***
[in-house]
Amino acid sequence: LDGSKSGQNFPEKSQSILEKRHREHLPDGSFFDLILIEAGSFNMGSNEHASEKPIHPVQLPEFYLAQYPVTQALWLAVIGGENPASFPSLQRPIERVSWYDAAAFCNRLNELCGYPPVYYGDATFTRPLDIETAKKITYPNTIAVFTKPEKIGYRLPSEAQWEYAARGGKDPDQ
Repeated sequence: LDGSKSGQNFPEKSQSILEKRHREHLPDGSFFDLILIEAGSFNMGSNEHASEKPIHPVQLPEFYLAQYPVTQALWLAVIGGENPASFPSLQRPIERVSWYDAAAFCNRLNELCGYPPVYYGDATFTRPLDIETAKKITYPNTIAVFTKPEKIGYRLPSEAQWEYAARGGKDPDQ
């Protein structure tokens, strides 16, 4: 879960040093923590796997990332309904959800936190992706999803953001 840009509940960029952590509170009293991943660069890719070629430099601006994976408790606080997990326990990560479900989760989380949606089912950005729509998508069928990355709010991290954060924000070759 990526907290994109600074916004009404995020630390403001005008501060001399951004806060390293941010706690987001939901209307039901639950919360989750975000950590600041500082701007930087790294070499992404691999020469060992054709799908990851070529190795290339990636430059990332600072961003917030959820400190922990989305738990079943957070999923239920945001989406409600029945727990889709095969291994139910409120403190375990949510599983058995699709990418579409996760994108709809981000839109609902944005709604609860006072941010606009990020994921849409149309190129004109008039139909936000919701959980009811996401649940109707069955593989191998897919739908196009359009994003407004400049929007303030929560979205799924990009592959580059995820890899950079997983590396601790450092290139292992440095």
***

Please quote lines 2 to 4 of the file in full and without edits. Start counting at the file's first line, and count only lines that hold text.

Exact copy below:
Amino acid sequence: LDGSKSGQNFPEKSQSILEKRHREHLPDGSFFDLILIEAGSFNMGSNEHASEKPIHPVQLPEFYLAQYPVTQALWLAVIGGENPASFPSLQRPIERVSWYDAAAFCNRLNELCGYPPVYYGDATFTRPLDIETAKKITYPNTIAVFTKPEKIGYRLPSEAQWEYAARGGKDPDQ
Repeated sequence: LDGSKSGQNFPEKSQSILEKRHREHLPDGSFFDLILIEAGSFNMGSNEHASEKPIHPVQLPEFYLAQYPVTQALWLAVIGGENPASFPSLQRPIERVSWYDAAAFCNRLNELCGYPPVYYGDATFTRPLDIETAKKITYPNTIAVFTKPEKIGYRLPSEAQWEYAARGGKDPDQ
């Protein structure tokens, strides 16, 4: 879960040093923590796997990332309904959800936190992706999803953001 840009509940960029952590509170009293991943660069890719070629430099601006994976408790606080997990326990990560479900989760989380949606089912950005729509998508069928990355709010991290954060924000070759 990526907290994109600074916004009404995020630390403001005008501060001399951004806060390293941010706690987001939901209307039901639950919360989750975000950590600041500082701007930087790294070499992404691999020469060992054709799908990851070529190795290339990636430059990332600072961003917030959820400190922990989305738990079943957070999923239920945001989406409600029945727990889709095969291994139910409120403190375990949510599983058995699709990418579409996760994108709809981000839109609902944005709604609860006072941010606009990020994921849409149309190129004109008039139909936000919701959980009811996401649940109707069955593989191998897919739908196009359009994003407004400049929007303030929560979205799924990009592959580059995820890899950079997983590396601790450092290139292992440095």